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The Medicine of Movement

Most people are aware of the basic recipe for a healthy life. The key ingredients include:

Many experts tout that diet and exercise are perhaps the two most important components for a healthy body, each dueling for first place. This is because along with diet, exercise has been the lead story of many scientific journals in its ability to modulate wellness outcomes. For example, just recently, cardiorespiratory fitness (CRF) was linked to a decrease risk of certain cancers in a prospective, observational cohort study of 13949 mid-life men. Specifically, the authors concluded, “There is an inverse association between midlife CRF and incident lung and colorectal cancer but not prostate cancer. High midlife CRF is associated with lower risk of cause-specific mortality in those diagnosed as having cancer at Medicare age.” (1)

Another recent prospective cohort study spanning the years of 2006-2014 included 204,542 adults (aged 45-75 years). The study sought to examine the relationship between total moderate to vigorous activity (MVPA) and all-cause mortality. The authors found that the proportion of MVPA revealed an inverse dose-relationship to all-cause mortality. Furthermore, “These associations were consistent in men and women, across categories of body mass index and volume of MVPA, and in those with and without existing cardiovascular disease or diabetes mellitus.” (2)

Finally, a review of six population-based prospective cohort studies of 661,137 men and women in the United States and Europe also found a relationship between levels of activity and risk of mortality. Specifically, compared with individuals reporting no leisure time physical activity, there was a 20% lower mortality risk in those performing less than 7.5 metabolic-equivalent hours per week, 31% lower risk in those performing 1 to 2 times the recommended minimum, and a 37% lower risk at 2 to 3 times the minimum. The upper threshold for mortality benefit occurred at 3 to 5 times the physical activity recommendation. (3)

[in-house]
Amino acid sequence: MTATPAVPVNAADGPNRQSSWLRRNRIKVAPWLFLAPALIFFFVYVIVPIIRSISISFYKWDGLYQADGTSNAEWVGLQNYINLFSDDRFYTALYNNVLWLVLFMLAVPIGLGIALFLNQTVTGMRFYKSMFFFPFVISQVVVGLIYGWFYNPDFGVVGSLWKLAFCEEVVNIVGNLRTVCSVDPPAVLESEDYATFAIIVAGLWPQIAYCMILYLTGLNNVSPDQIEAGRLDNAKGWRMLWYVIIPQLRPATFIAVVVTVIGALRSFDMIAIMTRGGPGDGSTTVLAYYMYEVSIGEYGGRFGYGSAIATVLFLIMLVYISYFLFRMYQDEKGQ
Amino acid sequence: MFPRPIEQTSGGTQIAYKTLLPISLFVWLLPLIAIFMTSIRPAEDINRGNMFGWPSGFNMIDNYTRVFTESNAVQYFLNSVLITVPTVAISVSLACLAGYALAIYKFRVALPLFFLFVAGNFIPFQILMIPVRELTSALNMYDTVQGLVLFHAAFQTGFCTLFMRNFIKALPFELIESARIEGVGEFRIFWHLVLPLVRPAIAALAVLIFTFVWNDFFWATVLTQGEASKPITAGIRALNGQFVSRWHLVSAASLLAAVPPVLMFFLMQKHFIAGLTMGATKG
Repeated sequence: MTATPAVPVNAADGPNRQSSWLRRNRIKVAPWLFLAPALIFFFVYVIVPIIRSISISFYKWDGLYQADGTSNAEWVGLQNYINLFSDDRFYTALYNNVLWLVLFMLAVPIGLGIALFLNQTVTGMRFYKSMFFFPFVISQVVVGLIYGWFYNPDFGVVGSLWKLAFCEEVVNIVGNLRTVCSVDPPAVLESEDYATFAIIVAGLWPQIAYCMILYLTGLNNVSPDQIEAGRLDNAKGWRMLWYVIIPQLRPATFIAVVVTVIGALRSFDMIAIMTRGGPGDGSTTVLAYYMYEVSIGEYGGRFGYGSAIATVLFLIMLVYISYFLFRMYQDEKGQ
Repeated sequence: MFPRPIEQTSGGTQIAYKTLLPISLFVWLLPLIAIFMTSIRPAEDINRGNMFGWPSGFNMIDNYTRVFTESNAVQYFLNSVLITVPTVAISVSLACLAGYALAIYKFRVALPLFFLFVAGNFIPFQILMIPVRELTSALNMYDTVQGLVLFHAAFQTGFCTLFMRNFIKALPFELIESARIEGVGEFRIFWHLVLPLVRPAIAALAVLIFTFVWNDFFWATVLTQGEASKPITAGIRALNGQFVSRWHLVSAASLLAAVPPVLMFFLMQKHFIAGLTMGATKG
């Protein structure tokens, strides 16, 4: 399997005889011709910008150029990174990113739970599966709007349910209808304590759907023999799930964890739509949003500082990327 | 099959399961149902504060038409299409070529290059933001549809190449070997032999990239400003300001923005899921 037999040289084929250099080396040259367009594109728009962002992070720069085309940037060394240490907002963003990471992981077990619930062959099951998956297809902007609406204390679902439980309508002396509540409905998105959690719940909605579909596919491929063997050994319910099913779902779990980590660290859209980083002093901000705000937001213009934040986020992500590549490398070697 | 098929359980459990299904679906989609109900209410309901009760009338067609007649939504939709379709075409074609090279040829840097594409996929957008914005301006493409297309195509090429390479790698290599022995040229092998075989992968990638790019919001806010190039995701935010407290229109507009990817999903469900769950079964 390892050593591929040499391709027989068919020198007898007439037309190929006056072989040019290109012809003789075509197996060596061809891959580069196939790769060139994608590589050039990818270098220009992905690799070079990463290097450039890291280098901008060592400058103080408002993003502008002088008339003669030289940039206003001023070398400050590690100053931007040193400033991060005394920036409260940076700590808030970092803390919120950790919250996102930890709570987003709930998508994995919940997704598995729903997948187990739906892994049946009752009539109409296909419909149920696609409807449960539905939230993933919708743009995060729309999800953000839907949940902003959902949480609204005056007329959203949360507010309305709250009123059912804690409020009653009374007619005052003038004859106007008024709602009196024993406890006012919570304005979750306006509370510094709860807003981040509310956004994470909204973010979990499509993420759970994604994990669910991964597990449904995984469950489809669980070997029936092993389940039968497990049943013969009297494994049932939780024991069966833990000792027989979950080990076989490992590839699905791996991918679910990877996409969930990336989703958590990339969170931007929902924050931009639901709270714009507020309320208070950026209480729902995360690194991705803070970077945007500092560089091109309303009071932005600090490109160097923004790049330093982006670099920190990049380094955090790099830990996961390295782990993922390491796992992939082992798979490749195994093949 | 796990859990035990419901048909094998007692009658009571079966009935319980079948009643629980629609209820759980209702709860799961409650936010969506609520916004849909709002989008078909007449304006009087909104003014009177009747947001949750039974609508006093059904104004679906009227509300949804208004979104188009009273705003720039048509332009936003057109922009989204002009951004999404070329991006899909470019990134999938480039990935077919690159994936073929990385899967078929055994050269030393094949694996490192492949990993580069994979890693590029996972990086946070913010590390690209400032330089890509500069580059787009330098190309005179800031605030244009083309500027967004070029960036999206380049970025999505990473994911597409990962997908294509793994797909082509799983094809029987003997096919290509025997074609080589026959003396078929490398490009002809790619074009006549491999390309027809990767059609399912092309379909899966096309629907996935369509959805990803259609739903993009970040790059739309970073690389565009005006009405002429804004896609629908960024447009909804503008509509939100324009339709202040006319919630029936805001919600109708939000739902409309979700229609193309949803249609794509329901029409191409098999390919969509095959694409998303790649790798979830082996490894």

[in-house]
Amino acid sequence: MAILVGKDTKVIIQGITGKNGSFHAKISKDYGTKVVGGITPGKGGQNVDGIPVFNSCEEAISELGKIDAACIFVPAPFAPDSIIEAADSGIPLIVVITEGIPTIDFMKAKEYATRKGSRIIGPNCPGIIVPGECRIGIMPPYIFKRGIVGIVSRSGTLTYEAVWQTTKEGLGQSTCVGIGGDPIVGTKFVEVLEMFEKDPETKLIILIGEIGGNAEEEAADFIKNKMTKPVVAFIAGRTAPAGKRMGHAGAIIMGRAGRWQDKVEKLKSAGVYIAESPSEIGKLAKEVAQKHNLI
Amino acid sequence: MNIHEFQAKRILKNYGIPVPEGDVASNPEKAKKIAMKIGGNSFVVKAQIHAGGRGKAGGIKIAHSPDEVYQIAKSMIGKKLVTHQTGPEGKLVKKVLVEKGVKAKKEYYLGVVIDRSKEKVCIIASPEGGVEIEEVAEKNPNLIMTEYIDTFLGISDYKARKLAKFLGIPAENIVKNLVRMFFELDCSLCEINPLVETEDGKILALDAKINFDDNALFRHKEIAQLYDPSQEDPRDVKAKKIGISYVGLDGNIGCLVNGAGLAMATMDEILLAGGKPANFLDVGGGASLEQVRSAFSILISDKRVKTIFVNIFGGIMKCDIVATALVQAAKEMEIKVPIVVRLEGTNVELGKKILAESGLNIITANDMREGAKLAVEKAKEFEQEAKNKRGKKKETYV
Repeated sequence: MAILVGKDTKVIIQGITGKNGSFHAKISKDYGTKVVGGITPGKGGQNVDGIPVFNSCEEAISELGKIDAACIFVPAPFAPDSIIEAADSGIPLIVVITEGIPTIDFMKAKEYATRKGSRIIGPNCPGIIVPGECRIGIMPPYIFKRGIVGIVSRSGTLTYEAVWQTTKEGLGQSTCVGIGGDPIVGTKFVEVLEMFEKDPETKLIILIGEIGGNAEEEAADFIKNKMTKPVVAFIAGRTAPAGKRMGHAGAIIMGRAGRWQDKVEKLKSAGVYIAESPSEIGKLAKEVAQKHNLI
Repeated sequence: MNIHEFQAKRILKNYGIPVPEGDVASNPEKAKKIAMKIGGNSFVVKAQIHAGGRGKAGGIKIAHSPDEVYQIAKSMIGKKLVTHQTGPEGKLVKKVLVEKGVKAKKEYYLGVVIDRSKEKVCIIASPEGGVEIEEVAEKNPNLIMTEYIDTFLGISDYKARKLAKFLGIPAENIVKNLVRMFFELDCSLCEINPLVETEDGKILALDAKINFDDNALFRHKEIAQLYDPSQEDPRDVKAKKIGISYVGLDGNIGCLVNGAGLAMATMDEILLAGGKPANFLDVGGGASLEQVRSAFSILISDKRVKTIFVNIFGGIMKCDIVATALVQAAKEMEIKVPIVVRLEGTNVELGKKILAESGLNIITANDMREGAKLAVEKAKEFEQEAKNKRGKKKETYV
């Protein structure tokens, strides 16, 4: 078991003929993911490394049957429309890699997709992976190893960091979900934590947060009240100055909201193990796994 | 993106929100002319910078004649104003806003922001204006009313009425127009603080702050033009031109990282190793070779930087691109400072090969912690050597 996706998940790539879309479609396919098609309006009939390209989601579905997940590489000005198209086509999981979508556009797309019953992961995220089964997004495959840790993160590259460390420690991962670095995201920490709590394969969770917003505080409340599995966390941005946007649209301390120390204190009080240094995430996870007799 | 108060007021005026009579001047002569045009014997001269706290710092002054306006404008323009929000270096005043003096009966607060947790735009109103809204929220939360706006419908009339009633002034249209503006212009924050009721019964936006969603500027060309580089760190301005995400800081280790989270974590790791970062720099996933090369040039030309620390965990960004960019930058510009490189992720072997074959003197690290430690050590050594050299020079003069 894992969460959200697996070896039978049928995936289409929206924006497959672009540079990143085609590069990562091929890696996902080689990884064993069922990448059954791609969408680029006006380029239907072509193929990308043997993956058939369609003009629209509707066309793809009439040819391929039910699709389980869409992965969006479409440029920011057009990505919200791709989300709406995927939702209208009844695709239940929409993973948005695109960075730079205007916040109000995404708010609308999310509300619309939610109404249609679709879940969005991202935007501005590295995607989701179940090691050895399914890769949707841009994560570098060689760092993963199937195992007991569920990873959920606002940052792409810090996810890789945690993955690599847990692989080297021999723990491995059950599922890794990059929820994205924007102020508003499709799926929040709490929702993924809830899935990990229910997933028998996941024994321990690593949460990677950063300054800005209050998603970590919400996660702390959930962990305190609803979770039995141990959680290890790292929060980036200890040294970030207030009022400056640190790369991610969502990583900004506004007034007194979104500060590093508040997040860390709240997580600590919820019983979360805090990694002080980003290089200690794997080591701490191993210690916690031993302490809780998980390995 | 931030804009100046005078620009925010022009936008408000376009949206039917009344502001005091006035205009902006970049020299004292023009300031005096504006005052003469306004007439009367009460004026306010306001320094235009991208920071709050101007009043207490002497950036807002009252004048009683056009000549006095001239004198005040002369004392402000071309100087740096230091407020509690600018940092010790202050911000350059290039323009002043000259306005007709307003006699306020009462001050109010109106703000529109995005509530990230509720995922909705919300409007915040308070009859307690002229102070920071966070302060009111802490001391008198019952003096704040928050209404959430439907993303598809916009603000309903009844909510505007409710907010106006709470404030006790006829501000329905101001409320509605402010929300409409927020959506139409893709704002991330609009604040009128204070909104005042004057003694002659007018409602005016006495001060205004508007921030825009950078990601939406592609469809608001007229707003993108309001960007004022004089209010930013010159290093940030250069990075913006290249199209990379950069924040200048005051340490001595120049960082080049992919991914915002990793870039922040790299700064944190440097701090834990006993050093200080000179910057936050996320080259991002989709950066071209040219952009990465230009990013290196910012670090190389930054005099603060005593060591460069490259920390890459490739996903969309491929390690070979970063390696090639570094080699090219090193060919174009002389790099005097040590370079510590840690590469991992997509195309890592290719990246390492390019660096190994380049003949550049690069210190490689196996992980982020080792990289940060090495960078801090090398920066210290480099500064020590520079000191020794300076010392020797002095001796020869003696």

These results demonstrate the power of movement on our body in not just biochemical pathways, but in relevant association-based outcome studies.

 Playing a tough basketball game.

The Exercise-Boosting Power of Peppermint

One thing most essential oil lovers often experience is the curious, doubtful glances and sniffing noises of peers when they take out their beloved bottles in public. Recently, I was speaking to one of my colleagues on the benefits of peppermint oil for exercise. Literally, an hour later, I got a text from him on a recent study that showed an immediate effect of peppermint oil on athletic performance.

The study included 30 healthy male university students randomly divided into an experimental group of oral administration of peppermint oil (50 ul) and a control group. The study aimed to determine if ingestion of peppermint oil modulated physiological parameters and exercise performance after 5 minutes and 1 hour. The authors measured maximum isometric grip force, vertical and long jumps, spirometric parameters, visual and audio reaction times, blood pressure, heart rate, and breathe rate. The results revealed significant improvement in all of the variables following peppermint essential oil consumption. Specifically, the authors report:

Experimental group compared with control group showed an incremental and a significant increase in the grip force (36.1%), standing vertical jump (7.0%), and standing long jump (6.4%). Data obtained from the experimental group after five minutes exhibited a significant increase in the forced vital capacity in first second (FVC1)(35.1%), peak inspiratory flow rate (PIF) (66.4%), and peak expiratory flow rate (PEF) (65.1%), whereas after one hour, only PIF shown a significant increase as compare with the baseline and control group. At both times, visual and audio reaction times were significantly decreased. Physiological parameters were also significantly improved after five minutes. A considerable enhancement in the grip force, spirometry, and other parameters were the important findings of this study.